With Obama’s Israel Visit, an Opportunity
Forming a ‘strategic triangle’ to ensure Middle East security.
March 20, 2013
By Ehud Barak. Mr. Barak was Israel’s minister of defense from 2007 until this week.
President Obama’s visit to Israel comes at a decisive juncture for the Middle East and offers the opportunity for new strategic thinking. Over the past two years, a geopolitical earthquake has shattered a generations-old regional order. What is replacing that order are unstable, transformational regimes or, even worse, failed states.
These dramatic changes offer some important lessons. For instance: Be modest when it comes to predictions. Who predicted the revolutions in Egypt and elsewhere? Who could have predicted them?
Another lesson: It is unwise to rely on “the world” to act when a man-made disaster is unfolding. Consider Syria. President Bashar Assad’s jet fighters, tanks and artillery have been slaughtering Syrian people for two years. More than 70,000 have been killed. Yet the international community has shown neither unity of purpose nor the political will to act.
Many in the world would do well to learn the lesson that the root cause of the problems in the Middle East is not the oft-cited failure to solve the conflict with the Palestinians. Even if a peace agreement with the Palestinians had been signed and sealed a long time ago, the Muslim Brotherhood would still have come to power in Egypt, Syria would still be mired in a bloody civil war, and Iran would still be pursuing nuclear capabilities and hegemony in the Persian Gulf.
The major challenges in the Middle East today are failed or failing states armed with thousands of rockets and missiles, the presence of global terror groups such as al Qaeda, and, of course, Iran’s nuclear-weapons program.
In the face of these serious challenges, I see an opportunity for the United States, moderate Arab regimes and Israel to tackle these challenges together.
First, these countries should build a Regional Security Framework that will focus on fighting terror, protecting border security and maintaining a missile defense.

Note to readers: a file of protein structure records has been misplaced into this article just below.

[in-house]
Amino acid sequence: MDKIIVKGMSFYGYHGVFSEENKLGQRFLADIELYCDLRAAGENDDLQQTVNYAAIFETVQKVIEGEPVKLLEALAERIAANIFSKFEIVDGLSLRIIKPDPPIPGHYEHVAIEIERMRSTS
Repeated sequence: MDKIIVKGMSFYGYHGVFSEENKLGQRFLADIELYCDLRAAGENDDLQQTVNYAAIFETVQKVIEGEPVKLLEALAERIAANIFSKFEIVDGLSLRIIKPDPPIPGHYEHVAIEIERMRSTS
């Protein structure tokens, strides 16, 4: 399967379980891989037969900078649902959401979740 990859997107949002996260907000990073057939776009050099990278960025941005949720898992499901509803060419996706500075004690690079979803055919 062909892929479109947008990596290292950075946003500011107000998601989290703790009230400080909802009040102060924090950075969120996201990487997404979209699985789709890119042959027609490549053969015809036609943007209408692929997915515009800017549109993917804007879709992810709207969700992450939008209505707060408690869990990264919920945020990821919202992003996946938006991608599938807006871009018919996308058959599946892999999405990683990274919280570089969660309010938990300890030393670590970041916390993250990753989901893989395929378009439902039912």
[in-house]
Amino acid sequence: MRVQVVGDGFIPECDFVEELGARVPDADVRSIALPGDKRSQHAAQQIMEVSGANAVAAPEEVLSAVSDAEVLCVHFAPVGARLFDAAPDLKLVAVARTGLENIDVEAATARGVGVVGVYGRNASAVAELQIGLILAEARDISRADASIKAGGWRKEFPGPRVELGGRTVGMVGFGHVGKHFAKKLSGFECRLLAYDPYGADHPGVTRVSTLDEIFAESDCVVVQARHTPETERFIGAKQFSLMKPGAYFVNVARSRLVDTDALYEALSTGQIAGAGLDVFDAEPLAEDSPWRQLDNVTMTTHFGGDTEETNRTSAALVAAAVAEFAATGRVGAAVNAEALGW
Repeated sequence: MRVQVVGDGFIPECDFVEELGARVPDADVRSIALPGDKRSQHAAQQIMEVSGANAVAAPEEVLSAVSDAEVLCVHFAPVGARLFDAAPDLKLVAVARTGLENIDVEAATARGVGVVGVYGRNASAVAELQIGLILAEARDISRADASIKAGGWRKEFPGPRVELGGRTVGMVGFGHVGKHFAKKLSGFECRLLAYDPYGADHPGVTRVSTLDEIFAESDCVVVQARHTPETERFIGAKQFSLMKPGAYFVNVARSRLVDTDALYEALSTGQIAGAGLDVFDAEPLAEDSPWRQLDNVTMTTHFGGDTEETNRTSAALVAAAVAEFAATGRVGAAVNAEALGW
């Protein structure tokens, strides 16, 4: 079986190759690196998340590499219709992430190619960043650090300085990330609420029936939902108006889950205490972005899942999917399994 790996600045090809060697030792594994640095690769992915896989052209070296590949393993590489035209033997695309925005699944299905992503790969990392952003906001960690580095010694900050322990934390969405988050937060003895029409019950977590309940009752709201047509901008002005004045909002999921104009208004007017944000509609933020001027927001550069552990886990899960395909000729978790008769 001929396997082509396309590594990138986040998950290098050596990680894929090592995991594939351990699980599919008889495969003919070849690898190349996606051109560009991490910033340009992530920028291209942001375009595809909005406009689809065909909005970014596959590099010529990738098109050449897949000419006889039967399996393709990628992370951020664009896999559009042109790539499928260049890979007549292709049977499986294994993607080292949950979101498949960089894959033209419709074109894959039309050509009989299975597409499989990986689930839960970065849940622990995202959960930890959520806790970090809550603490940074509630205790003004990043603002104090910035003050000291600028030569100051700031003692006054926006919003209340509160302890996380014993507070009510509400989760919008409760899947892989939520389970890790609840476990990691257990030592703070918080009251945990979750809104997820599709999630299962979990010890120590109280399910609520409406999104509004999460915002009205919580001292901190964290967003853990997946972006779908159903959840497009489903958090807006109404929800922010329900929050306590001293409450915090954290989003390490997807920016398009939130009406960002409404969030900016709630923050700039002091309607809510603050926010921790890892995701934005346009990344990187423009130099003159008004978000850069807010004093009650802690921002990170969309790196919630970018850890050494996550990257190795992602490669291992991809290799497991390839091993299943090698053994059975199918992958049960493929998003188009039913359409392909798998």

Second, Israel, backed by the U.S. and moderate Arab regimes, should launch a daring peace initiative vis-à-vis the Palestinians. A two-state arrangement is the only viable solution. While its absence is not the fountainhead of all regional troubles, its achievement would help secure Israel’s future as a Jewish and democratic state. The status quo offers only a slippery slope toward a binational state that would endanger Israel’s future.
If a final-status agreement for a two-state solution is not feasible at this time—and I suspect it is not—Israel and the Palestinians should try to reach interim agreements. Start with security and borders, for example. But if interim agreements also prove impossible to achieve, unilateral steps that move both Israelis and Palestinians closer to their legitimate goals in a final peace agreement should be taken. Such steps might include an Israeli decision to build solely within the widely accepted settlement blocks, or programs that would reduce Palestinian dependence on the Israeli economy.
Third, Iran’s nuclear-weapons program, which is the paramount challenge facing Israel, the region and the world today, must be eliminated. An Iranian regime with hegemonic ambitions and armed with nuclear weapons would spell the end of any conceivable nonproliferation regime.
Saudi Arabia, Turkey and later Egypt would soon follow suit. The danger of a nuclear weapon falling into the hands of terror groups would increase exponentially. Iran’s Gulf neighbors would be intimidated and Iran’s terror proxies would be emboldened—operating under the umbrella of a nuclear Iran—to spread death and destruction throughout the world.
Preventing Iran from developing nuclear weapons now is no simple task, and it is not without significant risks. But dealing with a nuclear Iran a few years down the road will be far more complicated, much more costly, and it could produce horrific consequences.
Diplomats are still working to find a solution to the Iranian nuclear threat. Tough sanctions are hurting Iran’s economy. As a long-time observer of Iranian machinations, though, I do not believe that diplomacy and sanctions alone will lead to a moment of truth when the ayatollahs will decide to give up their nuclear program. Thus all options, including the military one, must remain squarely on the table. And when we say that all options are on the table, we must truly be prepared to use them.
The strategic triangle of a Regional Security Framework, a reinvigorated peace process with the Palestinians, and an effective halt of the Iranian nuclear program is the most effective approach to deal with the dynamic challenges on our horizon.
But this strategic triangle will not emerge on its own. It demands U.S. leadership, and it demands an even stronger U.S.-Israel alliance. President Obama’s visit to Israel could not be more timely because it offers an opportunity to kick-start an effort to accomplish just that.